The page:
Akron, Ohio – Goodyear reported record fourth quarter and yearly results, including an 18-percent increase in full year segment operating income that exceeded $2 billion (€1.77 billion) for the first time in the company’s 117-year history.
In North America, the tire maker’s fourth-quarter operating earnings grew 16 percent, despite a 9.2-percent decline in sales to $1.9 billion.
The sales decrease reflected a 4-percent decline in tire unit volume primarily due to the sale of some assets of the former Goodyear Dunlop Tires North America Ltd. venture with Sumitomo Rubber Industries Ltd., the tire maker said.
Replacement and OE tire unit volume in the quarter fell by 1 percent and 8 percent, respectively, Goodyear said.
Goodyear and Sumitomo dissolved their 16-year global business alliance in the fourth quarter, with both companies looking at the change as an opportunity to foster growth in the regions where the alliance held sway.
For the full year, Goodyear reported $16.4 billion in sales down 9.3 percent from $18.1 billion a year ago.
kramer-goodyear-mexico“Our record results reflect strong demand for our high-value-added Goodyear-brand tires and our focus on capturing the value of these products in the marketplace,” said Chairman and CEO Richard Kramer.
“While economic uncertainty in the global environment will persist in 2016, we remain committed to our target of 10- to 15-percent growth in segment operation income from our ongoing operations.”
Impacting sales in the fourth quarter and year was a one-time $646 million charge on the deconsolidation of the company’s Venezuelan subsidiary.
Following this change, Goodyear said it is targeting record segment operating of $2.1 billion to $2.2 billion for 2016.
Net income for the year was $308 million, compared with $2.45 billion in 2014, the latter of which was enhanced by the release of a $2.2 billion U.S. tax allowance, a one-time, non-cash benefit to earnings. As a result, Goodyear does not expect to pay cash taxes in the U.S. for approximately five years, the company said in its 2014 year-end earnings report.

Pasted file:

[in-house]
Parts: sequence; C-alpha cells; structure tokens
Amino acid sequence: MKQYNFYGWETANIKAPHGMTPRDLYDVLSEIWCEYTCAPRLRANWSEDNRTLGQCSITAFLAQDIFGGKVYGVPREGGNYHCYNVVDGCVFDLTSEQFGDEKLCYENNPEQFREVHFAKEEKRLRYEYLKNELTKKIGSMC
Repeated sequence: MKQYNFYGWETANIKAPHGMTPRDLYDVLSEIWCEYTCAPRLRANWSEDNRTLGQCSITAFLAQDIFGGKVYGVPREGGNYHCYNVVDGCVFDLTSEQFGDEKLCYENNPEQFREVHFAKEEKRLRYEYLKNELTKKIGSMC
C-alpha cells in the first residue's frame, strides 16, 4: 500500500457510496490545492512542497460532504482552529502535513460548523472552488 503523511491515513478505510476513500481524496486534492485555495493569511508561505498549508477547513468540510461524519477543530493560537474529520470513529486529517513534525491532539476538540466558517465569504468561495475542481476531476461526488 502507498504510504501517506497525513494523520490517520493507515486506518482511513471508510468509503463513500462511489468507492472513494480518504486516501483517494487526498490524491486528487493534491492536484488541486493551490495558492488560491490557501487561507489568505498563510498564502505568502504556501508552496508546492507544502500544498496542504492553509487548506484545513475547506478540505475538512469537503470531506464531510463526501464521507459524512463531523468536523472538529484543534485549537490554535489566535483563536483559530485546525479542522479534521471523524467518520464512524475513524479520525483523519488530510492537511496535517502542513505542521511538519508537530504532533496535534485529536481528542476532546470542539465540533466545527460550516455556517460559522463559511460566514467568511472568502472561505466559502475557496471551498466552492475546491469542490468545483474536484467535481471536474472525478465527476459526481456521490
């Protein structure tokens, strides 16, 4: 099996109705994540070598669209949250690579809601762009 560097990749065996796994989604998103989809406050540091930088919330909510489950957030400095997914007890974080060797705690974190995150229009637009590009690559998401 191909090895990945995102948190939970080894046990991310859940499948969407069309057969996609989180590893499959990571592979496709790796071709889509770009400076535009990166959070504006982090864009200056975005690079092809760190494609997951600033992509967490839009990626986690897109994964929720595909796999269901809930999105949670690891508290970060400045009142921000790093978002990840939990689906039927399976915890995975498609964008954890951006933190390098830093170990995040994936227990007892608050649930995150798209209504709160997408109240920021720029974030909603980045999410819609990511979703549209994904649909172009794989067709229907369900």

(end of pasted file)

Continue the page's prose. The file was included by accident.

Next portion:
For the year, Goodyear reported a 3-percent increase in tire unit volumes, in part due to the acquisition of Nippon Goodyear – formerly part of the Sumitomo alliance – in Japan. Replacement tire shipments grew 2 percent, while OE unit volume was up 3 percent.
The growth in segment operating income reflected a favourable price/mix net of raw materials and higher volume, partially offset by cost inflation and unfavourable currency translation, the company said.
In North America, Goodyear’s yearly sales fell 3.8 percent to $7.8 billion, while segment operating income improved by the same percent to $1.1 billion. This represents a full-year operating margin of 14.3 percent.
Fourth quarter segment operating income increased to $266 million from $229 million in 2014’s same period, resulting in a 13.9-percent operating margin.
The sale of Goodyear Dunlop Tires North America negatively impacted North American volumes by approximately 400,000 units, sales by $61 million and segment operating income by $10 million, Goodyear said.
Elsewhere in the world, Goodyear achieved 20-percent growth and record fourth-quarter earnings in its Asia Pacific region, as full-year earnings for the region grew 6 percent.
Earnings in Europe, Middle East and Africa recovered in the quarter despite a challenging environment, the company said.
Goodyear also announced it increased its share repurchase authorization by $650 million to $1.1 billion.